Frankly, the combat really doesn't add anything new or extravagant to the genre and can sometimes be downright tedious to play due to its lacklustre environments and simple attack system. On the plus side, the turn-based portions are few and far between, as you can easily play for over an hour without a single conflict occurring, but it still feels like a real shame that the game didn't flourish in this department.
Every so often, you will go into an exploration phase that allows you to go back to previous locations, interact with the environments and talk with various characters. This is an excellent opportunity to help improve your connections with characters and build points on that elusive Karma system. There is also a wealth of information to be found by inspecting the environment, as you can better understand the events unfolding.
Elsewhere, you can grind up XP and items to help you during combat in free battles, which are placed in various locations. Grinding up XP to level up your Digimon can be a solid move, as in different points of the story, you will be forced to send out certain Digimon mandatorily. In free battle, you can also recruit Digimon to join your party by talking to them and answering a series of questions correctly, which is highly similar to the negotiation system in Persona 5. Initially, imitating a feature in one of the most prevalent RPGs in recent memory might sound like a good idea to keep things interesting, but it more felt like an afterthought to beef up the lacking combat system.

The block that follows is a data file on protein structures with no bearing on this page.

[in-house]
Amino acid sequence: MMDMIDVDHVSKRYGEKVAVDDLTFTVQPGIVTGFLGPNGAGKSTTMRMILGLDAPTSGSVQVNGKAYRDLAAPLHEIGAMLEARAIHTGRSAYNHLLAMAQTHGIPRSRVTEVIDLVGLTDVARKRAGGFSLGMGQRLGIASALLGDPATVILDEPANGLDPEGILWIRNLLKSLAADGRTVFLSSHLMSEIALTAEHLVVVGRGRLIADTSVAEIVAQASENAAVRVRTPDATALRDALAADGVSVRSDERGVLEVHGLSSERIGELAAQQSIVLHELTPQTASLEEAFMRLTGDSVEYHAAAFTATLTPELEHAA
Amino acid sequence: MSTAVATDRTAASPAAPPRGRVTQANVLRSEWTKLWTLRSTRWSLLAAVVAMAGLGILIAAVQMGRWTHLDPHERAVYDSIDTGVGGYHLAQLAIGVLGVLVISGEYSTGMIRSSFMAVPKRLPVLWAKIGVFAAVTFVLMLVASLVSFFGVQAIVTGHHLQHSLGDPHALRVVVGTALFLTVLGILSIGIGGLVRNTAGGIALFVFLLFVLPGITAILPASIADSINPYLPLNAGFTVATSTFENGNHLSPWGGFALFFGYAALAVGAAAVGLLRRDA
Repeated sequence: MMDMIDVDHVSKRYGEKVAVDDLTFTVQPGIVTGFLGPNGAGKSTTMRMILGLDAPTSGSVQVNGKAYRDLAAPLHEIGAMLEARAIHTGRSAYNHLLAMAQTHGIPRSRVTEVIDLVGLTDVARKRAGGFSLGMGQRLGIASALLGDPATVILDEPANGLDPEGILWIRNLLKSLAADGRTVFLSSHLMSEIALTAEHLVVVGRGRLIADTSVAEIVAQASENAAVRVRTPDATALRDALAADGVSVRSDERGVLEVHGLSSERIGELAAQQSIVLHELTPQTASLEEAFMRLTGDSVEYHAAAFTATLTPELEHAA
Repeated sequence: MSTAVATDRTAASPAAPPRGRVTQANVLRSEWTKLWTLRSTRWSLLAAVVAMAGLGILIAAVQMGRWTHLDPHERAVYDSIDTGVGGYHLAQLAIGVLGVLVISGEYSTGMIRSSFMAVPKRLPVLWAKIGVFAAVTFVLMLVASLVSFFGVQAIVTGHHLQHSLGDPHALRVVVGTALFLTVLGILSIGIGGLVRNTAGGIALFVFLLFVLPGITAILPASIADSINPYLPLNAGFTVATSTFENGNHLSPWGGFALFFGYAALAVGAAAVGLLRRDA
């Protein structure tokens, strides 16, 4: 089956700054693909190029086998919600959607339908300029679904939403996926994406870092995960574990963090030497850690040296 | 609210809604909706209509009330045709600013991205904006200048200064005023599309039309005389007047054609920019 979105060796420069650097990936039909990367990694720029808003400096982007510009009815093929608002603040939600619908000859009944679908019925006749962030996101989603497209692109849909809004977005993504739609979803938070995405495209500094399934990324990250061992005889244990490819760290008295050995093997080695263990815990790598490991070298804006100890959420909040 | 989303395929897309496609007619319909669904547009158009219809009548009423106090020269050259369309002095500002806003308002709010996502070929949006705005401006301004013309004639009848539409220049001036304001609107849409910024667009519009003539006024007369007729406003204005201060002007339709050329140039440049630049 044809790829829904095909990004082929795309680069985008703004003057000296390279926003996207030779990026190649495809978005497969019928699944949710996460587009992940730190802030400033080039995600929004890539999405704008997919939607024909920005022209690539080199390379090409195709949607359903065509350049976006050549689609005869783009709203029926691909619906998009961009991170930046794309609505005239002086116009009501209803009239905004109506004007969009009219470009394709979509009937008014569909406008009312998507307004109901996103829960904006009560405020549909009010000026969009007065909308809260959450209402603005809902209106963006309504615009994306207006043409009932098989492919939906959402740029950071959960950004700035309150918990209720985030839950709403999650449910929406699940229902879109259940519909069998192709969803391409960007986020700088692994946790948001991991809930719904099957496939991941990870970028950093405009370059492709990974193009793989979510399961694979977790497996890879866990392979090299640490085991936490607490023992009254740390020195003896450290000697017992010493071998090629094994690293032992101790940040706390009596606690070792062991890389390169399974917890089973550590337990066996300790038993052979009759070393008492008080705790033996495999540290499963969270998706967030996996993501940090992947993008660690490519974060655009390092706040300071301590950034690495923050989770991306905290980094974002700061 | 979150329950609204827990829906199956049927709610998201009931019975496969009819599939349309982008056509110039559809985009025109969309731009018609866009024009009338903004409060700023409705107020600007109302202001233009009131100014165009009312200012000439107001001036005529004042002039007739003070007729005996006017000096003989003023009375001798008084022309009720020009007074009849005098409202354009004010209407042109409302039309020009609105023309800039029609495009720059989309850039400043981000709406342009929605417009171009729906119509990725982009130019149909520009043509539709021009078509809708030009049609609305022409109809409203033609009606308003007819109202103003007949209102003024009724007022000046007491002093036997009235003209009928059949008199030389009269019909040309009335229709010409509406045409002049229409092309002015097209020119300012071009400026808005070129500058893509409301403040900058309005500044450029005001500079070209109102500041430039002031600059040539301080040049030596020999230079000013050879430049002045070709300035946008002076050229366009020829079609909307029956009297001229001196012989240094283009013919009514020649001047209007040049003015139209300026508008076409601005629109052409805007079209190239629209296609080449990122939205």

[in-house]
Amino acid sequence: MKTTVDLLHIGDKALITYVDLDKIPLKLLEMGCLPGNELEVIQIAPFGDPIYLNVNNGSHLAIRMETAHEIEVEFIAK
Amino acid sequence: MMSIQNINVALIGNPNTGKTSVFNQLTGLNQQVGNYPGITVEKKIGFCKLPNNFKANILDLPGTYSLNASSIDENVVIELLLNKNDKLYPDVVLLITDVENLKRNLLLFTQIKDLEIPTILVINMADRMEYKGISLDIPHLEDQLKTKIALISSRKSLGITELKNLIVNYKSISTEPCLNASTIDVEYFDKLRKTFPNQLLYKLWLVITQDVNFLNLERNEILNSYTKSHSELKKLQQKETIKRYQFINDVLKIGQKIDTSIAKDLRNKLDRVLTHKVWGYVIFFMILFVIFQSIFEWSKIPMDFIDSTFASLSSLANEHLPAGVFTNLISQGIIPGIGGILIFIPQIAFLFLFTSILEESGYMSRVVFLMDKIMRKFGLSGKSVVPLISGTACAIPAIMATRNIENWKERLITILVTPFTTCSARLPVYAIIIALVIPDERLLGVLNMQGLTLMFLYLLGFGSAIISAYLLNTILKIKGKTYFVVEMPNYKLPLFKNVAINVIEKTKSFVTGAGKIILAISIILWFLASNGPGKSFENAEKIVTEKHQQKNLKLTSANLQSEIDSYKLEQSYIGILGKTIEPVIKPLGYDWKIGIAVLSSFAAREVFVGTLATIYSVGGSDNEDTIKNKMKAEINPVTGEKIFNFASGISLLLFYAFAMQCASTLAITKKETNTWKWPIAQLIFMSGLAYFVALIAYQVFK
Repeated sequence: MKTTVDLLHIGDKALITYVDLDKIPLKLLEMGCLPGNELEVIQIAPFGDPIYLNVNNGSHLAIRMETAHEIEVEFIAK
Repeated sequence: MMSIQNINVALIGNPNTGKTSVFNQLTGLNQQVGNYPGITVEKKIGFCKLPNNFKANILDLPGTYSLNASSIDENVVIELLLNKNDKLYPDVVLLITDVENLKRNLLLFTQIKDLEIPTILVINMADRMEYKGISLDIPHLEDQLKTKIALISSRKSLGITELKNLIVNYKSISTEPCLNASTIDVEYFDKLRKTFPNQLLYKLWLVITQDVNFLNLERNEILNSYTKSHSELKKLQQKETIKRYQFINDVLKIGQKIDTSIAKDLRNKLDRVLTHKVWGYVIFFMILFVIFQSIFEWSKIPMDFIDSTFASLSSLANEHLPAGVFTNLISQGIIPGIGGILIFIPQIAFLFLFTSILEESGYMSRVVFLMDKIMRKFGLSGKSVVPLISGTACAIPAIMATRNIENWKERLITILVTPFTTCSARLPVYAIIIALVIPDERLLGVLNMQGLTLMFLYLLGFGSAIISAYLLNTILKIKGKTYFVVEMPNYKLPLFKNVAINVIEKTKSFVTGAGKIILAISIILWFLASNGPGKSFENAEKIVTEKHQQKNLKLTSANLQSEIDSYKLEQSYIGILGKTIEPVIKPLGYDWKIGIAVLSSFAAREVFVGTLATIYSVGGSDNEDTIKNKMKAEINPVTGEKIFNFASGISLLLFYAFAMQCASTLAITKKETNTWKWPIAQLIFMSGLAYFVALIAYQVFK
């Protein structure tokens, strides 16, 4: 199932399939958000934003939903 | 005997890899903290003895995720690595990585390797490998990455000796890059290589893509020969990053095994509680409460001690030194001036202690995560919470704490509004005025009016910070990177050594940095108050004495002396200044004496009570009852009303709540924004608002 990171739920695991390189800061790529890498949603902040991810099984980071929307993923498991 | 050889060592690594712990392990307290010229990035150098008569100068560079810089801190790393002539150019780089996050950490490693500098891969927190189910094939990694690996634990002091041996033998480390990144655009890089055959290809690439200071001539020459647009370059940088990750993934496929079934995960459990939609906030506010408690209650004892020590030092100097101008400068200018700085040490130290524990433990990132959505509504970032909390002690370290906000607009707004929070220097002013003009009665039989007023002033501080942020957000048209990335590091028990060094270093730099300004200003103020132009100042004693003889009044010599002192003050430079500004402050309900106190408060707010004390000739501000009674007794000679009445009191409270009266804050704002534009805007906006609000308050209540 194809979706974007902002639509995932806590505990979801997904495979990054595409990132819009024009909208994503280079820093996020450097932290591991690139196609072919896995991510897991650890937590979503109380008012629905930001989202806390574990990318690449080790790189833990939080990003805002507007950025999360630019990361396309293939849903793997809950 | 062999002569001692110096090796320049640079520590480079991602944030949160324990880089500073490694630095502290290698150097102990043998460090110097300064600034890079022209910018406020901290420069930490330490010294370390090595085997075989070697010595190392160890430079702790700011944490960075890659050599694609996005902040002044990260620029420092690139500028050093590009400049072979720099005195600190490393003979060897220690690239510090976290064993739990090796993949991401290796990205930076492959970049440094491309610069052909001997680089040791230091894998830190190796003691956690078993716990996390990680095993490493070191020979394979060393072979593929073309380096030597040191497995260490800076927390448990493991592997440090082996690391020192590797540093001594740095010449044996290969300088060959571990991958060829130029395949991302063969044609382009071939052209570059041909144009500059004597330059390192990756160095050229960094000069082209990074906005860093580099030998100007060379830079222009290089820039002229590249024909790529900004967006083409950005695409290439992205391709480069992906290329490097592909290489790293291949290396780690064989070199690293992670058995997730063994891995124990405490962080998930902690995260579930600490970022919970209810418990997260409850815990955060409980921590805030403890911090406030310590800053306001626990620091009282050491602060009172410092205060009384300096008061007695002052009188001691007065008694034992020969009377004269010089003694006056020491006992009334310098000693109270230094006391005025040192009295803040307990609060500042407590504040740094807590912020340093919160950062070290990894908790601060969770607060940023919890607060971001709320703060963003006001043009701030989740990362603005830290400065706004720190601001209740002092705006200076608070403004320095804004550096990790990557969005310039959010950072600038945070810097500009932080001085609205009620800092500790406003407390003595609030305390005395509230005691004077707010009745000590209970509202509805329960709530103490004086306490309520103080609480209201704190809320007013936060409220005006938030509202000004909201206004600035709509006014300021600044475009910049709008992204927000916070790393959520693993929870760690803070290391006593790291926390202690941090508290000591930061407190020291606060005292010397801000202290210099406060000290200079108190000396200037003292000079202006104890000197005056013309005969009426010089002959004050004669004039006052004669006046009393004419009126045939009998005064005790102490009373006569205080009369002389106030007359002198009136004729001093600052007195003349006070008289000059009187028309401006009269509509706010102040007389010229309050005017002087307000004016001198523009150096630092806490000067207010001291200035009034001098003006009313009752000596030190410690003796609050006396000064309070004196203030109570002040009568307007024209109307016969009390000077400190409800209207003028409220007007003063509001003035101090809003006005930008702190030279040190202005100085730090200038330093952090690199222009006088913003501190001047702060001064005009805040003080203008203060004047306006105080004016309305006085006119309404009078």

Digimon Survive tells a darker-toned story that undeniably showcases Digimon worldbuilding at its best. This is also combined with some stunning anime visuals that bring the experience together. However, with the RPG sections being jaded by a severe lack of detail, it's hard to recommend to newcomers at full price. But if you can look past this, there is an absorbing and gripping story to enjoy here.
Reviewed PS4 version on PS5 via backwards compatibility.